Monteverde also coached in other Chinese schools such as Chiang Kai Shek and St. Jude Catholic School before entering the collegiate level basketball leagues. He first made it to Adamson University and the National University before eventually landing in the University of the Philippines, where he was destined to coach the Fighting Maroons and end their 36-year title drought.

Monteverde gives Santiago benefit of the doubt – Manila Bulletin

Nowhere to go but up

It was truly an incredible feat for Monteverde: putting together the Fighting Maroons under a pandemic, being its head coach and then propelling them towards victory during his first year. 

For him, it was discipline that was one of the most important ingredients towards their success. “Key factors for me would be discipline. We’ve seen a lot of talent. There’s a lot of talent out there but I’ve always believed that discipline would always protect that talent that we have” Monteverde said.

He also believes in the importance of room for betterment. One thing is yung growth, that mentality of growth. Every time always striving for improvement whether from a loss or from a win or whenever you achieve something. Never stop learning, never stop growing in your field,” he shared.

The last key to success according to Monteverde is hard work and determination. “Yung wins, you have no control of. Losses, you have no control of. But always [what] you have control [over] is yung sarili mo. If you really work hard, that will be given to you.” he said.

Monteverde recounts the final crucial moments of the championship game when the odds seemed to be against UP. It was at those moments that he truly felt proud of his team, seeing that he ‘never felt yung team na nagkaroon ng doubt sa sarili’. Being the head coach of the Maroons, he was able to ingrain in them the value of trust and never giving up until the last second and true enough, this manifested as they finished the game as victors.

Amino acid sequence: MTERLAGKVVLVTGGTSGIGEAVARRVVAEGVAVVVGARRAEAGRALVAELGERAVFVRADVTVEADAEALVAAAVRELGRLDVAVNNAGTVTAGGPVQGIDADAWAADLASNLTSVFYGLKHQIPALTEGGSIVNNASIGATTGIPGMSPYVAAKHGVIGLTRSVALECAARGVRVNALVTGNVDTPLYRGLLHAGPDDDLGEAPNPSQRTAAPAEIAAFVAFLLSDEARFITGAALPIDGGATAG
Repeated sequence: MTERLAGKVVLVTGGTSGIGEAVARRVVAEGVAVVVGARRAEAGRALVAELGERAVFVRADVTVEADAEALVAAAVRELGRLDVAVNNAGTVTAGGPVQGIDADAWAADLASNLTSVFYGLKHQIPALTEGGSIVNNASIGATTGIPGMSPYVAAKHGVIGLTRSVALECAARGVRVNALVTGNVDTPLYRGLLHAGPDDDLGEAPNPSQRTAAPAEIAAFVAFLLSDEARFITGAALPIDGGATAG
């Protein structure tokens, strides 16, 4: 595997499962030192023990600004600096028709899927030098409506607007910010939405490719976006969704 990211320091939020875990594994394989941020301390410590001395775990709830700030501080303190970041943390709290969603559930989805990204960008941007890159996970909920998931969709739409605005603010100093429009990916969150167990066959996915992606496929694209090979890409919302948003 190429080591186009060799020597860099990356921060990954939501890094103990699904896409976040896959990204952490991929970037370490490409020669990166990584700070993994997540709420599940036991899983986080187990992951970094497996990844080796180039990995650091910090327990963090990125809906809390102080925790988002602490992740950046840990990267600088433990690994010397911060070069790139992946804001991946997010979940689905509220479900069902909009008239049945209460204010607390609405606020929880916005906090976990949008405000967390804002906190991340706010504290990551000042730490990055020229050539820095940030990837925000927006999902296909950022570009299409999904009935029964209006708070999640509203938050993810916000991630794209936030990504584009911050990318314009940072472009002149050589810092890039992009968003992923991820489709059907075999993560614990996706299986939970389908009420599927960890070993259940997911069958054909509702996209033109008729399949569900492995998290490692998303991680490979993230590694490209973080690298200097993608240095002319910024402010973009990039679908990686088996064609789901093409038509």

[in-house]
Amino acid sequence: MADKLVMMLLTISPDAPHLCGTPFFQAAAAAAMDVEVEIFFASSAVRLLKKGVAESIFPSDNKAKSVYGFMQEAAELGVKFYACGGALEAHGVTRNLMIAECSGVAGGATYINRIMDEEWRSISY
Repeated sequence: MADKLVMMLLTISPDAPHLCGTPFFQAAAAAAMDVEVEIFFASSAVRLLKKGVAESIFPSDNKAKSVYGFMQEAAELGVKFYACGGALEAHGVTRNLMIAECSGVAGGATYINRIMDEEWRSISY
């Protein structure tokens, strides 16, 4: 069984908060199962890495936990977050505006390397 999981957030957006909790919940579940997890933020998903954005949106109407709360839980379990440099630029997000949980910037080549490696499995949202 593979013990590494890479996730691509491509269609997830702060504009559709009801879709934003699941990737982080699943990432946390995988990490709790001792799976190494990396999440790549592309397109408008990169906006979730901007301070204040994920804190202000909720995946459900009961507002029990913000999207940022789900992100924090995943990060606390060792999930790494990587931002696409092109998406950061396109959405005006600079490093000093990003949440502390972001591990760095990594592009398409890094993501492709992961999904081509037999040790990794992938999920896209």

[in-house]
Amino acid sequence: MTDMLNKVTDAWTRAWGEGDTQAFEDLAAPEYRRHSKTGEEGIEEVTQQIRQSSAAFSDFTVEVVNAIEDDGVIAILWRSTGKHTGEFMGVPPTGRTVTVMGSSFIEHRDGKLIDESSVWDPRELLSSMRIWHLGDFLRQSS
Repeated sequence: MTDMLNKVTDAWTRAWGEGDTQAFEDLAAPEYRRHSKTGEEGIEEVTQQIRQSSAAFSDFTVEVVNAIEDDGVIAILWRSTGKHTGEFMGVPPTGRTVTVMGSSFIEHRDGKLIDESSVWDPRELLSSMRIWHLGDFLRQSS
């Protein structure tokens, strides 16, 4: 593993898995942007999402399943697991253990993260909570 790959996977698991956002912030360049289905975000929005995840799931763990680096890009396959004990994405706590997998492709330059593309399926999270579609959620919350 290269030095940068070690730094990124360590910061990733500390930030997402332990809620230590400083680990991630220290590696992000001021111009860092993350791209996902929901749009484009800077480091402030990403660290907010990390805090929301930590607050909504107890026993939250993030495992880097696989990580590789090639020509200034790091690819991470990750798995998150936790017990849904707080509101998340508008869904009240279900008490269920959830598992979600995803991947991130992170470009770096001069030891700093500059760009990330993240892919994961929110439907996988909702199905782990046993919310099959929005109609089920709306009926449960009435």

“I remember I was standing sa may sideline, seeing yung mga players jumping, hugging each other. Looking at the crowd, everybody was- some of them were crying, some of them were really celebrating. I felt, sakin one of the happiest moments in my life, yung nakita ko, seeing  other people really, lalo na yung mga players really achieving whatever they worked hard for,” he shared.

UP dethrones Ateneo, clinches UAAP basketball crown | Inquirer Sports

Inspiring Chinoys

As a Chinoy himself, Monteverde highlights the potential of the Chinoy community in the field of sports. Given the modern times today and how Chinoys are slowly pushing beyond the boundaries of tradition, this has opened up a lot of opportunities for Chinoys with a passion for sports.

Mas supportive na siguro mga parents right now. Not like before, mostly mga parents namin would be really into business, encourage yung anak nila to stay on sa business but nowadays, may nakikita rin tayong mga parents that would really support. Like in my case, my parents are so supportive sa mga gusto ko or what I’m good at. I think nowadays, Chinoys get into sports as a career. Parents are more encouraging, more supportive and that’s why in my mind, we would see more successful Chinoys in the coming times,” shared Monteverde.

This Sunday at 8pm, catch 1CH1NOY: Chinese by Blood, Filipino by Heart only on CNN Philippines via Free TV Channel 9, Sky Cable Channel 14, Cignal Channel 10. It will also simultaneously air on CNN Philippines’ webpage